Book Review: James Michener's Alaska

In nearly 1,100 pages, James Michener depicts Alaska’s billion years of natural and human history through vivid characters and gripping stories. His epic narrative begins with the 49th State’s geological genesis and proceeds to the migration of its first inhabitant, the discovery and exploration of early sea explorers and the explorations of Russian fur traders, before moving on to describe the famous transfer to American ownership, subsequent gold rush and Alaska’s role in WWII. Michener sets his story in an authentic historical context and paints a vivid picture of this desolate land. His landscape is peopled with unforgettable characters shaped by their association with Alaksa’s grandeur, its unforgiving harshness, and its everlasting beauty.

Michener portrays geography and history in a compelling, accessible way. There are no dry dates to remember. You can feel the weight of the load Bering and his team bore for three years and six thousand miles across Siberia to build a ship to sail eastward; your heart is filled with rage on hearing how mother and baby otters were killed together, and how pregnant seals were killed for their babies’ skin; your ego is humbled by the persistence and courage of the men and women who crossed the Chilkoot Pass to stake a vain claim at the Klondike, only to perish, penniless and far from home.

In the mind’s eye, the reader glimpses the snow-capped volcanic peak of Mt. Whistler rearing above Sitka’s green harbor. Sitka, the “Paris of the Pacific”, stands as a celebration of the achievements of a Russian merchant, Baranov. Baranov’s cunning and ruthlessness led him to conquer the war-hungry Tglingits, while his managerial and disciplinary talents enabled him to harvest the sea for its abundant resources. Not only did Baranov give order to a notoriously unruly region, he also established a strong Russian Orthodox Church that survives to this day. And all this at a time when Chicago and San Francisco barely existed.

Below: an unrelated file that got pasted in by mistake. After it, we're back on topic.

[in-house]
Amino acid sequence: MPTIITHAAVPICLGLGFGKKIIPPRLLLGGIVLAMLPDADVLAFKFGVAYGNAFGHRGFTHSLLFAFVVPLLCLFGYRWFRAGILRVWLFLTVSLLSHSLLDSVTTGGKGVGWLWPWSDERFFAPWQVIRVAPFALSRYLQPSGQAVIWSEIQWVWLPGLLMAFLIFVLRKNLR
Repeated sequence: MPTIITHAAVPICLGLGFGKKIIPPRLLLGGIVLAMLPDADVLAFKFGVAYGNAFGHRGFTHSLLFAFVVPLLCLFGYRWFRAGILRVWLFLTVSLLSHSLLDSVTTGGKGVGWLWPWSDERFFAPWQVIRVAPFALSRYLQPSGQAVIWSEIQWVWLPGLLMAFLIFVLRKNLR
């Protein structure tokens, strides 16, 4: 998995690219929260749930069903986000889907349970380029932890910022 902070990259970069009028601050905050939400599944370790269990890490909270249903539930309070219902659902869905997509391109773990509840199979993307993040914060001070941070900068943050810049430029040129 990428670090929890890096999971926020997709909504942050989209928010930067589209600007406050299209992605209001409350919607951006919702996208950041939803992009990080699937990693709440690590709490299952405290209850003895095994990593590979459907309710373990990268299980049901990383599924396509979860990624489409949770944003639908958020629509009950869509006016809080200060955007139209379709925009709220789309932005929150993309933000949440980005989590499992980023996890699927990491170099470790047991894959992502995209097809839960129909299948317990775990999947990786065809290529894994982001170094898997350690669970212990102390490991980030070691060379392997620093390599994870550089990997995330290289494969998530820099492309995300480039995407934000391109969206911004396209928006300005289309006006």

Michener offers lessons from the lives of the great explorers drawn as magnets toward the Alaskan wilderness. Bering, the first, discovered Alaska on a voyage ordered by the Russian Tsar. James Cook diligently mapped the coast of Alaska after his famous discovery of Australia and the Pacific islands. Like Baranov, these figures displayed unbelievable courage in face of hardship and superb managerial talents in rallying their troops to face overwhelming challenges. All made significant contributions to humankind, even though only one was properly recognized during his lifetime. But were not the gold rushers, who suffered so much in their quest for riches, as courageous, resourceful and tenacious? Tens of thousands of them arrived in Alaska, but for almost all their dreams turned to dust. Their names will never be known, remembered or admired.
Alaska presents history in an easily digestible form, although its towering characters do sometimes tempt the reader to reflect on his own humble place in history. How do we compare to the noble ones, the nimble, the oppressed, the brave and the lucky? Where would we ever appear in a history book? Where will we appear in our own history book?

The story of this great state is especially poignant when you consider how Alaska has fared in recent times. Less than three hundred years after its discovery, Alaska has lost most of its native inhabitants. Its wildlife, too, is struggling: sea otter, seal and whale are just a few of the once plentiful species that are just surviving under protection. Its wilderness is constantly under the threat of existing and potential oil drillers. Yet in some ways Alaska remains what it always has been: a dramatic and captivating land, abundant in natural beauty and peopled with men and women leading lives on the frontier of human existence.